The week that has passed by saw several murders, rapes, theft, corruption charges and other offences reported. Such negative news has become so common that we yearn to see or read positive news.
Schools administered/owned by State governments/local bodies are ill maintained. The infrastructure available is poor. The children in such schools are deprived of quality aids and tuitions. The State’s responsibility to impart free and quality education thus still becomes a far cry.
Most such schools mentioned have no safe drinking water or clean restrooms. Girl children from remote villages also become unable to go to their school during their menstruation period for want of clean facilities. Despite repeated emphasis for a safe and hygienic environment in schools, conditions in public schools are still pathetic.
With such poor infrastructure and poor quality of education imparted, the students of such schools do not develop any sense of belongingness with their own institution. The alumni of such schools, except very few, distance themselves once they pass out and settle elsewhere.
It is in this context that the act of Tejas KN is to be appreciated and widely publicised. Even as public schooling now means only lucrative private schools with national and international branding and not State-owned ones, it is heartening to see some of the teachers and officers of the Education department slog against all odds to give quality education to the underprivileged children studying in such schools. The Madras High Court has rightly clarified that when they were comparing the salaries of doctors with teachers, they did not mean the school teachers but college professors.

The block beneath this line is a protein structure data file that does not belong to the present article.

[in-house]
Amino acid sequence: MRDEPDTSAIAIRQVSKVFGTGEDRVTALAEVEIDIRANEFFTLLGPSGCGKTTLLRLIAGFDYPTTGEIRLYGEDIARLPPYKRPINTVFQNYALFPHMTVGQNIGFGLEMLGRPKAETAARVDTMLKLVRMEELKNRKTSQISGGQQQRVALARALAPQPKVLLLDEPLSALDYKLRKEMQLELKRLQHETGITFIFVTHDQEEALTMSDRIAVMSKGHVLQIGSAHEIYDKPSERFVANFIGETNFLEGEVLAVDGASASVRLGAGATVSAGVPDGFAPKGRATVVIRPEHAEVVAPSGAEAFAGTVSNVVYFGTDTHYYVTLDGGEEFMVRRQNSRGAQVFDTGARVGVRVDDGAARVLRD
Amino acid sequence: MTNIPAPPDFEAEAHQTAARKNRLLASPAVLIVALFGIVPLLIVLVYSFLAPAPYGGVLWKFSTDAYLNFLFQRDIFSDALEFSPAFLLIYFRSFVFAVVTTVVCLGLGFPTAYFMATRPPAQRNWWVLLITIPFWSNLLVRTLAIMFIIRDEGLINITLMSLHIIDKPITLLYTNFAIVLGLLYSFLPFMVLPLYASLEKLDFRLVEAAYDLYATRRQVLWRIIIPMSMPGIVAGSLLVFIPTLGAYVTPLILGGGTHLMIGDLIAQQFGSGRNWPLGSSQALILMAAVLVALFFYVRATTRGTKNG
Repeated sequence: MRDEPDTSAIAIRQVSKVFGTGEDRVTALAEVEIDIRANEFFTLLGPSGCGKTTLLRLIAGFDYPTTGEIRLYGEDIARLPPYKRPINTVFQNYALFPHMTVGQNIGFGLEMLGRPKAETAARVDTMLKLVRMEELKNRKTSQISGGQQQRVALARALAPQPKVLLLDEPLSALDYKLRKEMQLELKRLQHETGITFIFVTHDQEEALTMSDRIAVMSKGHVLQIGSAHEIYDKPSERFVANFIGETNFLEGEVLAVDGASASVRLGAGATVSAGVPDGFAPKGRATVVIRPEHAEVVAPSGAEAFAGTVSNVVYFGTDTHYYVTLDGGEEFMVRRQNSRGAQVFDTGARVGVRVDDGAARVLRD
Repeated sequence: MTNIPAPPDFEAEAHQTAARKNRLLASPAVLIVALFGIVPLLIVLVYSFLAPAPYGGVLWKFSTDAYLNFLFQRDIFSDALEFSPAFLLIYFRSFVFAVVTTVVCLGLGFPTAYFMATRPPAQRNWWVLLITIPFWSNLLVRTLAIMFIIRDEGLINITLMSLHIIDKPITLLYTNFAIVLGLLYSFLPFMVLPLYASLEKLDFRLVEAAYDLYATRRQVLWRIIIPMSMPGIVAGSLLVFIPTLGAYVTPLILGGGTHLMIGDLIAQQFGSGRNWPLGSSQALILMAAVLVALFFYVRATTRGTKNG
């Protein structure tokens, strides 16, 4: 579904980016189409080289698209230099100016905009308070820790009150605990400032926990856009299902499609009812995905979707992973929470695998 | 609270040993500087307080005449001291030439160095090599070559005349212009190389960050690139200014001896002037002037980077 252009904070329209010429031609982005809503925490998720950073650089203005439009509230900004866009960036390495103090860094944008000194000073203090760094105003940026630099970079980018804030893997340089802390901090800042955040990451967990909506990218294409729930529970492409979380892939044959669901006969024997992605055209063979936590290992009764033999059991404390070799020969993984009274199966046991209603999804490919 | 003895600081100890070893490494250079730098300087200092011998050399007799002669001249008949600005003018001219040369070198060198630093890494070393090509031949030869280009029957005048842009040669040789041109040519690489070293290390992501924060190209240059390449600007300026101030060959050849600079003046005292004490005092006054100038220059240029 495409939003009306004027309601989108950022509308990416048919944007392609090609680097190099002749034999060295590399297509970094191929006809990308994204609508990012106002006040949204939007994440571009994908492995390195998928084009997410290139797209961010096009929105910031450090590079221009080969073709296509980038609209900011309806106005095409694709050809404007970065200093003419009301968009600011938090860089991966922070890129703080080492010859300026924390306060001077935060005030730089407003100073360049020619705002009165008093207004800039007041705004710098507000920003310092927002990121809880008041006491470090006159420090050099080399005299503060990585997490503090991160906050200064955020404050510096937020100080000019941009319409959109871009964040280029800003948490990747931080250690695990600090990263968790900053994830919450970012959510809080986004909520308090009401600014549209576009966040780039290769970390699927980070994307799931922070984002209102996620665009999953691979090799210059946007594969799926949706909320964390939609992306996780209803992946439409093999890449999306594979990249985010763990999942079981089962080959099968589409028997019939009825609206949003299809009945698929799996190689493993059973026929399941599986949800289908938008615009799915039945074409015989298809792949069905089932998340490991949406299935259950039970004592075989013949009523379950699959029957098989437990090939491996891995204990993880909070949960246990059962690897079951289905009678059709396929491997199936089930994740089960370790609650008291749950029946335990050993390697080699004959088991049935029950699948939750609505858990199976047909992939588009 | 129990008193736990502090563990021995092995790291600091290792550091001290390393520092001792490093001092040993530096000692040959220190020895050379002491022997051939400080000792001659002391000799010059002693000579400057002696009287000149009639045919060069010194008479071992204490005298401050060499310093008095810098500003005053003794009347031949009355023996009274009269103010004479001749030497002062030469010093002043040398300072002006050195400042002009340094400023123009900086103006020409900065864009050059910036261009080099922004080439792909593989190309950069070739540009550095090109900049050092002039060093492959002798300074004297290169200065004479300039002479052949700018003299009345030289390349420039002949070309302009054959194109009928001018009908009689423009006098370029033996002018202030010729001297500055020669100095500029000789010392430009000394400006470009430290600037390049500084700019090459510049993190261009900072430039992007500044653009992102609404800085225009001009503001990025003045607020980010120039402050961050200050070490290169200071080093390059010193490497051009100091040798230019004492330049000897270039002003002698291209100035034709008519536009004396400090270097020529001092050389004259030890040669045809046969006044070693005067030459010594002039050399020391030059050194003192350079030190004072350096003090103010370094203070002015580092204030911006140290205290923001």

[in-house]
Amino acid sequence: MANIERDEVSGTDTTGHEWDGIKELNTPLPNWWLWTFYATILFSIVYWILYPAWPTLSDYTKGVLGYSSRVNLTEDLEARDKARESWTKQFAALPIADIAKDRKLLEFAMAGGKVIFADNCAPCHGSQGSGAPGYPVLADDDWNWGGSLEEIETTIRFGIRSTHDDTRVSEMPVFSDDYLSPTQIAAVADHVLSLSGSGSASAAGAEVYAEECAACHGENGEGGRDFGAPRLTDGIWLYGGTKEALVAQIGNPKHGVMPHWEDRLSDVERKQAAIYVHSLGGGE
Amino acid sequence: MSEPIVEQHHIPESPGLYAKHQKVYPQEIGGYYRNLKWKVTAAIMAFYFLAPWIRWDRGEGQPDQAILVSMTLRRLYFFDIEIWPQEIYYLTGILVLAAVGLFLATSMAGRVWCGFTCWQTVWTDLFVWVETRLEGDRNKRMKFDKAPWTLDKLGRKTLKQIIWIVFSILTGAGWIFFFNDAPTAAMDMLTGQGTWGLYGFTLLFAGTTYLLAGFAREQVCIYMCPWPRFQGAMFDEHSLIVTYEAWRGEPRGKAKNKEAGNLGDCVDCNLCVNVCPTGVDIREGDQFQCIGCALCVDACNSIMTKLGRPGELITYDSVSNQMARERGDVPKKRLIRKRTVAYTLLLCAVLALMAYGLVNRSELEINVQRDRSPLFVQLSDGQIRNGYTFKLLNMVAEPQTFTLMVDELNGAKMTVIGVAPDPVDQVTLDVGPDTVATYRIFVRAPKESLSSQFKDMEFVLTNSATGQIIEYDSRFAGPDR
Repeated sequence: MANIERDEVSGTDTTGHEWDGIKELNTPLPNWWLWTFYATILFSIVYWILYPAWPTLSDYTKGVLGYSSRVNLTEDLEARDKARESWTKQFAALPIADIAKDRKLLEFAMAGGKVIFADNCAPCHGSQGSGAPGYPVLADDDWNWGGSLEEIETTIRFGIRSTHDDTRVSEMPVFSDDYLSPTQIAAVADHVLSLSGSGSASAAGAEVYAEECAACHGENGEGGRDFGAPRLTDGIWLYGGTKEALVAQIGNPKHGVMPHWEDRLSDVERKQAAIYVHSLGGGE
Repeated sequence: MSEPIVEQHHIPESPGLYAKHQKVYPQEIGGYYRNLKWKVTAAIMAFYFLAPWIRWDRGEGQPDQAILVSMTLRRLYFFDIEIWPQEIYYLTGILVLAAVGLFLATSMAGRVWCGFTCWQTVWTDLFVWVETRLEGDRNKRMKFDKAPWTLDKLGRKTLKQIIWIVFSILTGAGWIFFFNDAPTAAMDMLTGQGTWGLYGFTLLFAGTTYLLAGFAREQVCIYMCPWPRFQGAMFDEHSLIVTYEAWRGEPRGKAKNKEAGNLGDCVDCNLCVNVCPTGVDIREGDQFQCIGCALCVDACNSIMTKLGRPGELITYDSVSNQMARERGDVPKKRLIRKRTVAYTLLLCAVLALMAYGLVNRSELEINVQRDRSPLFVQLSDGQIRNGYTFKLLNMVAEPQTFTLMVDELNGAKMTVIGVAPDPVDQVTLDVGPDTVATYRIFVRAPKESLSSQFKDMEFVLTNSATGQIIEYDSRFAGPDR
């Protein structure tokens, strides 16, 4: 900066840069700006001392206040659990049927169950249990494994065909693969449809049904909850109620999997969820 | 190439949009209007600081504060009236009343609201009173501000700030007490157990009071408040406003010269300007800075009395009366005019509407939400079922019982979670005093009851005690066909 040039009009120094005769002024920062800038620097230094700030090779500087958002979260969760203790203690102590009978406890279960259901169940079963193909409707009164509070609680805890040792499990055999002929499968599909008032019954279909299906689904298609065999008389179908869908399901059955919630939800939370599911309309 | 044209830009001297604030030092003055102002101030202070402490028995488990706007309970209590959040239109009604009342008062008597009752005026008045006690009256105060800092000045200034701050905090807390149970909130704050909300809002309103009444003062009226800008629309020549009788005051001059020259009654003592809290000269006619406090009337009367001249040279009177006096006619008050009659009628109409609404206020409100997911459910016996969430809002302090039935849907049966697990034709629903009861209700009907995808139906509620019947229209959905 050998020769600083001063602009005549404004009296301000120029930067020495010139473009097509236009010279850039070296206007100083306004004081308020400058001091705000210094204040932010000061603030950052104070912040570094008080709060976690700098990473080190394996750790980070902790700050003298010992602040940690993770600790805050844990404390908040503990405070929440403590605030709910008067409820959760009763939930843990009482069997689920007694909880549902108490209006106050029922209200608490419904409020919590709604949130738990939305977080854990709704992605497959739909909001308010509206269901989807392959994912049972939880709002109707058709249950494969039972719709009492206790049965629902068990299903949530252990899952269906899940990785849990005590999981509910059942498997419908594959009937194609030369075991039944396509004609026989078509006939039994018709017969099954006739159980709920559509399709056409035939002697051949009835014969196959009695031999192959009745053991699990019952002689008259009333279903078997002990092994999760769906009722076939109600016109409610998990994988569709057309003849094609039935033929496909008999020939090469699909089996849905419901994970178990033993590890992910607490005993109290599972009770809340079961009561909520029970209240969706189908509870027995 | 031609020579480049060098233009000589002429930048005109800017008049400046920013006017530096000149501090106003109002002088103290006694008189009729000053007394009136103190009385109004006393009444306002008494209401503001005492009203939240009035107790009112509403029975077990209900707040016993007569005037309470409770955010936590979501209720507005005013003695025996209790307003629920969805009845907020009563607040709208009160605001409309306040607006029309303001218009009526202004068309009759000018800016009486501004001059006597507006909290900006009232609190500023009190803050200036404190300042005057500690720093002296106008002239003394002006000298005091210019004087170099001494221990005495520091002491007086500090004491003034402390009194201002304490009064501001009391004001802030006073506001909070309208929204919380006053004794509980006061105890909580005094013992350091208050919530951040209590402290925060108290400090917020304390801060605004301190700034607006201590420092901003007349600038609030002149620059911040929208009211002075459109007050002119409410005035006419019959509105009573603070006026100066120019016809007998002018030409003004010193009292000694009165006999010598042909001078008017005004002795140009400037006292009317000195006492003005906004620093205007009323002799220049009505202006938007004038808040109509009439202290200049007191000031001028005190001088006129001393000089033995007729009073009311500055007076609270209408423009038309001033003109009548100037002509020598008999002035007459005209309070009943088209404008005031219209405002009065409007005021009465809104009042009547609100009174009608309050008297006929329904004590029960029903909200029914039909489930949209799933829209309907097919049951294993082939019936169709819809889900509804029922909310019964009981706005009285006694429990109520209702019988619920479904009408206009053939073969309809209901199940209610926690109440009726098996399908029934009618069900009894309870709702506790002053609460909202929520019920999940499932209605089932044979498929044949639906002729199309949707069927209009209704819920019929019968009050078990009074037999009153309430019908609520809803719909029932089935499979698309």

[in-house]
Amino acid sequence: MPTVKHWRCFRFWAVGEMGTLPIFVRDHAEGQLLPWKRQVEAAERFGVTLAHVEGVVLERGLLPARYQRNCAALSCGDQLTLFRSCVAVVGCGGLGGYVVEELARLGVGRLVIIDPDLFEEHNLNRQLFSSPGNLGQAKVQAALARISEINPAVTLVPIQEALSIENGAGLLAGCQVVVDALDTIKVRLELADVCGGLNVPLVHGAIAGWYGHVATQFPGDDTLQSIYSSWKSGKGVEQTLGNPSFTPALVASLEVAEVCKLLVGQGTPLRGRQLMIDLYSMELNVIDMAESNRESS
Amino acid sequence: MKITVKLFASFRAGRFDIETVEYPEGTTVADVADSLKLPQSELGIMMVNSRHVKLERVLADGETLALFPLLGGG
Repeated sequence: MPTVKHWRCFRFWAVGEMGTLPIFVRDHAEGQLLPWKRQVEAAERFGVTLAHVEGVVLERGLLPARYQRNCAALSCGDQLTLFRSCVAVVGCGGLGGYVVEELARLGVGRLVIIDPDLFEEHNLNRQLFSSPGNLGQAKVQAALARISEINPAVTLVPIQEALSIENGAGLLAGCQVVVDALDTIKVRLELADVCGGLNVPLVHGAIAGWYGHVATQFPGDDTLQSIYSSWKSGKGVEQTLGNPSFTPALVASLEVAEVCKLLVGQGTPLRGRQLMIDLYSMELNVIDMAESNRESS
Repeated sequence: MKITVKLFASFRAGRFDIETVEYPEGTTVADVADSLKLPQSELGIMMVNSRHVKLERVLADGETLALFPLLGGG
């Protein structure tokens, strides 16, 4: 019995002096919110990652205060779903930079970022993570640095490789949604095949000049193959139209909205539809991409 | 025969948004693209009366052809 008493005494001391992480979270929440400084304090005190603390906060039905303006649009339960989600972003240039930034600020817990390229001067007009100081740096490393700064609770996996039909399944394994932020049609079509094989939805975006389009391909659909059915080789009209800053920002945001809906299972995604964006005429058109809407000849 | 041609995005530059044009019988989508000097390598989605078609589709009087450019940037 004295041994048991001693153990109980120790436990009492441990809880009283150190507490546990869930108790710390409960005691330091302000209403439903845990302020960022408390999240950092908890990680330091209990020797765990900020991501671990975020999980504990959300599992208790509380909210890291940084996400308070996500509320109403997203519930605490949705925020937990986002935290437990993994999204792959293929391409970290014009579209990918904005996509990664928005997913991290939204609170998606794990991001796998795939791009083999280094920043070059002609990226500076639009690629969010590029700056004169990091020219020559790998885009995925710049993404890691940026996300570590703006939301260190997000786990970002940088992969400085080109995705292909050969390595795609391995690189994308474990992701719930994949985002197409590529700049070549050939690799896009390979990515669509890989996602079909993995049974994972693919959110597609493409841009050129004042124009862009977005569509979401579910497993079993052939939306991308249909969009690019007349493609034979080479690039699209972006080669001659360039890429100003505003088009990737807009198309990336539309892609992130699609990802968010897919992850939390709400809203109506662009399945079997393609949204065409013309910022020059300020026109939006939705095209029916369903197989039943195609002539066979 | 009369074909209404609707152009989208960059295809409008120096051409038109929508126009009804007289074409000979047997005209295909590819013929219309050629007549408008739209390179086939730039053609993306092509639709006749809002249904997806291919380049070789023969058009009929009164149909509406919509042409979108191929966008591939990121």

If only we want our country to progress, we must provide an education to the underprivileged inculcating a sense of belonging, a bonding with the roots that will make them proud of being in their village, town or city.
Aspirations of success/affluence now leads children to only dream of the land beyond India’s shores.
Whether it is the Midwest, the West or the Far East, all these countries are attracting the cream from among our youth. We still do not recognize and appreciate those within our shores.
Let us tell our children that the likes of Kalpana Chawla, Indira Nooyi, Sundar Pichai and Satya Nadella have renounced our country. They are no more Indians. They have taken the naturalisation oath, the pledge of allegiance, and sung the national anthem of the United States of America for their benefits. I do not belittle them, they have a purpose, meaning and have helped many back home in India. But they ought not to be our children’s role models.
Instead, the likes of Amartya Sen, the late Abdul Kalam, the 16,500 men and women who worked under Isro’s K Sivan as the Chandrayaan-2 team, the doctors working in primary health centres all over the country and in various government and local body hospitals, the teachers who work in remote villages, and our dedicated staff at all levels of the Centre/State administration working round the clock for a safe India should be our role models.
—The writer is Senior Advocate, Madras High Court